‘Steadfast Tin Soldier’ at Lookingglass is a charming, whimsical holiday treat
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Hans Christian Andersen had a funny idea about what constituted a love story. Take, for example, “The Steadfast Tin Soldier.” The story of a miscast one-legged tin soldier and the toy ballerina he loves legit gave me nightmares as a small child. Without indulging in spoilers, let’s just say there’s a gruesome romantic subplot in “The Towering Inferno” that could have been inspired by “The Steadfast Tin Soldier.”
Rest assured that Mary Zimmerman’s take on Andersen’s classic is not a disaster movie. Nowhere near. Foremost, it is completely suitable for children.
The production at Lookingglass Theatre is innovative and charming and funny and gloriously creative and terrifically engaging for its entirely too-brief, 60-minute run time. If the titular toy and his tiny dancer wind up in the ashcan rather than the cozy dollhouse in the nursery, well, trust that all is not lost to the fiery furnaces of time.
‘The Steadfast Tin Soldier’
When: Through Jan. 13
Where: Lookingglass Theatre in the Water Tower Water Works, 821 N. Michigan
There’s no dialogue in the spectacle conceived and directed by Zimmerman and featuring a five-person cast, an ingenious array of puppets and an exquisitely capable woodwinds/cello/violin/piano quartet. And no dialogue is needed. The ensemble creates an entire household of memorably bratty children, put-upon parents, idiosyncratic toys and subterranean creatures.
Zimmerman plays with perception throughout. When the Ballerina (Kasey Foster) pirouettes inside the dollhouse, the giant eyeball of a child fills an entire window. With the Tin Soldier (Alex Stein) helms a paper boat through the sewers, he is matched in size by a rat (John Gregorio) determined to sink the ship. When a baby plays beneath a Christmas tree, the presents are like squat buildings.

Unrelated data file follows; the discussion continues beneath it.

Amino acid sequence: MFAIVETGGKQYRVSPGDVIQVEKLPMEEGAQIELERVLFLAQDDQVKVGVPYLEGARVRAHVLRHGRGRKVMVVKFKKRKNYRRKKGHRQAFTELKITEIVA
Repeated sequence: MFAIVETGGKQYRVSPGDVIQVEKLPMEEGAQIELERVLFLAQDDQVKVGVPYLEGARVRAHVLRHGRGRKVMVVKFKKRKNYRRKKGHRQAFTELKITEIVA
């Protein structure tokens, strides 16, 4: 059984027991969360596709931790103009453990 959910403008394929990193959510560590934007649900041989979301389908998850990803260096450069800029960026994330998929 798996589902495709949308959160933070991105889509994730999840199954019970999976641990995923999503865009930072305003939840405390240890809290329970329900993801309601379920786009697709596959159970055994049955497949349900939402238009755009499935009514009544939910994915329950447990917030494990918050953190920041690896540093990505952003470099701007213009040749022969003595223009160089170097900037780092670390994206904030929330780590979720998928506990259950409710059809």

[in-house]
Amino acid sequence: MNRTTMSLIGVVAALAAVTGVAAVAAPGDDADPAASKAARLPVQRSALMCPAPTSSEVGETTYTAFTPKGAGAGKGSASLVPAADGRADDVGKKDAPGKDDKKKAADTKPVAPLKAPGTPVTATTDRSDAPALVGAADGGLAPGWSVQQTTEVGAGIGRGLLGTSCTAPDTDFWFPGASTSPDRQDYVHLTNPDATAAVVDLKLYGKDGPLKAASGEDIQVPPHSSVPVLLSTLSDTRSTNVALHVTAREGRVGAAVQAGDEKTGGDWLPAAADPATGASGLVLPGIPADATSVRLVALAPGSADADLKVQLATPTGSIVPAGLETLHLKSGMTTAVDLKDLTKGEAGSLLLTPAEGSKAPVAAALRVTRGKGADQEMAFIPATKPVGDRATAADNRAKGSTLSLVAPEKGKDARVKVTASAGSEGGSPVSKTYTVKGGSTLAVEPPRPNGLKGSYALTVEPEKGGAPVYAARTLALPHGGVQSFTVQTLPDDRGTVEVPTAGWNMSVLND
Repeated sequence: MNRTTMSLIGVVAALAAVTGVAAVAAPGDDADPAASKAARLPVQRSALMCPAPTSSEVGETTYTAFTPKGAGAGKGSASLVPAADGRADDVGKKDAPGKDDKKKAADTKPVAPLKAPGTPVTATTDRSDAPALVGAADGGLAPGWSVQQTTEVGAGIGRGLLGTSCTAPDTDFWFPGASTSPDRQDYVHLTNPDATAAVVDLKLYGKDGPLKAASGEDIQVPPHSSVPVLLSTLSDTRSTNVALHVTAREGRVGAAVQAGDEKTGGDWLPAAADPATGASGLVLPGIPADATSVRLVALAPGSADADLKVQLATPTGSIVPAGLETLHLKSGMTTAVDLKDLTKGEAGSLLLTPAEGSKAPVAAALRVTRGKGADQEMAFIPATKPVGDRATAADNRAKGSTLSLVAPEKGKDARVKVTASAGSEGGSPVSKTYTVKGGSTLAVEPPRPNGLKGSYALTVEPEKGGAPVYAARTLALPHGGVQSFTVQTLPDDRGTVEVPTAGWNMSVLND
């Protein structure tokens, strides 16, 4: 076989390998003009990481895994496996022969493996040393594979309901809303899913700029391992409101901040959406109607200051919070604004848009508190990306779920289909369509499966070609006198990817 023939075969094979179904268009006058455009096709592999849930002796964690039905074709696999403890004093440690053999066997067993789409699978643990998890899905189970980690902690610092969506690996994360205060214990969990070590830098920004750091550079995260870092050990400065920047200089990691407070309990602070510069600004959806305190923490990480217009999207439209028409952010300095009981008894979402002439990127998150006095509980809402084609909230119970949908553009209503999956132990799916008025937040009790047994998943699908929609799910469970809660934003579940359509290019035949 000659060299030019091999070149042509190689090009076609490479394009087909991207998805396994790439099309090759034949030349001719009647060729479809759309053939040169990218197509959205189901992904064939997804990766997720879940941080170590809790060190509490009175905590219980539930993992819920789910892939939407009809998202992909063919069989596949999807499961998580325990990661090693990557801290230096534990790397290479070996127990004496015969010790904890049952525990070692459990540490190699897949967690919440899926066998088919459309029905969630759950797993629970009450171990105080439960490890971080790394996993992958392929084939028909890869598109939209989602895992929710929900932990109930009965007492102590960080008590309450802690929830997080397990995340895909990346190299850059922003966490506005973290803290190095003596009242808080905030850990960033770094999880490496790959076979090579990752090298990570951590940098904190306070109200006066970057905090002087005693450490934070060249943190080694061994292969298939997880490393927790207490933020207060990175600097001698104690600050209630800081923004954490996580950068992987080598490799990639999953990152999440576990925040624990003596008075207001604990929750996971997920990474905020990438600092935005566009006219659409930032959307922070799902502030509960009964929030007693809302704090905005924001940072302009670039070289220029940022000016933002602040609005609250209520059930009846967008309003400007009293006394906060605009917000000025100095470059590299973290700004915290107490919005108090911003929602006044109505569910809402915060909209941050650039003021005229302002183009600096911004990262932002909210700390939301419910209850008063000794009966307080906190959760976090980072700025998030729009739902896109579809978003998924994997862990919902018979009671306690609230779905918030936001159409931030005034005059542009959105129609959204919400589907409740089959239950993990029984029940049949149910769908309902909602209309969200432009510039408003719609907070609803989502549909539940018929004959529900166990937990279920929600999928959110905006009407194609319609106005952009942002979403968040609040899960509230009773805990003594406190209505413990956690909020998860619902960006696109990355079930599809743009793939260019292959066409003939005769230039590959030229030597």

Zimmerman’s cast is without a chink in its armor. As the Soldier, Stein makes an impressively credible one-legged, no-jointed toy-in-love, delivering one of the most physically demanding roles since 2000, when Lawrence E. DiStasi played a giant cockroach in the Lookingglass adaptation of Kafka’s “Metamorphosis.”
As the Soldier’s Ballerina love, Foster is as wide-eyed as a porcelain doll and able to tell an entire love story with a few incredibly expressive twirls (dance choreographer Tracy Walsh’s emotive work is lovely).
Christopher Donahue’s Nursemaid comes delightfully close to stealing the show with his quavering feather-duster and suffer-no-fools demeanor. If Foster creates a love story with dainty ballet steps, Donahue does so with gimlet-eyed fish mongering.
Anthony Irons springs with jackal-like menace as the nursery’s malevolent jack-in-the-box goblin.
Irons and Gregorio also play several smaller roles — notably a duo of mischievous youth whose slo-mo fisticuffs is a comic highlight of the production.
The puppets crafted by Chicago Puppet Studio are among the most expressive creatures on stage, no shade intended. There’s a baby whose personality is excruciatingly distinct. There is a fish — actually several fish — that gobble up some characters and get gobbled up by others. The sewer rat is lovable, even when drowned, bloated and belly-up.
The story hews closely to Andersen’s original. The toys come to life, with the Soldier and the Ballerina falling in love during an awkward yet sweetly elegant dance. They are separated by the whims of a naughty child who sends the Soldier on an epic adventure out the window, down to the gutters, into the belly of a great fish and finally onto the family dinner table.
There’s plenty of humor in Zimmerman’s telling: The Ballerina’s attempts to keep the Soldier from toppling over are as touching as they are amusing. The petals that rain down whenever anyone gets googly-eyed with love are giggle-worthy.
Todd Rosenthal’s colorful set evokes Renaissance-era opulence and the toy theaters that charmed children of the era. When the lights come up, they’re on a wall-sized Advent Calendar, filigreed doors for each day of December opening on an array of treats. Sliding panels transform the space into a child’s playroom, with lavishly painted backdrops illustrating underground sewers and city streets. Ana Kuzmanic’s elaborately detailed costumes are color-saturated and festooned with vivid details.
Even the orchestra is in period wigs and costumes.
T.J. Gerckens’ lighting design washes the stage in color, filling the nursery with warmth, the underground with cold blues, the final scenes with fiery reds.
The entire story is carried by Andre Pluess and Amanda Dehnert’s whimsical, atmospheric score.
At 60 minutes (and a top ticket of $85), “The Steadfast Tin Soldier” is not the least-expensive hour of family-friendly entertainment you’ll find this season. It could do with another 20 minutes or so. But that hour that it contains? It’s nearly perfect.
Catey Sullivan is a freelance writer.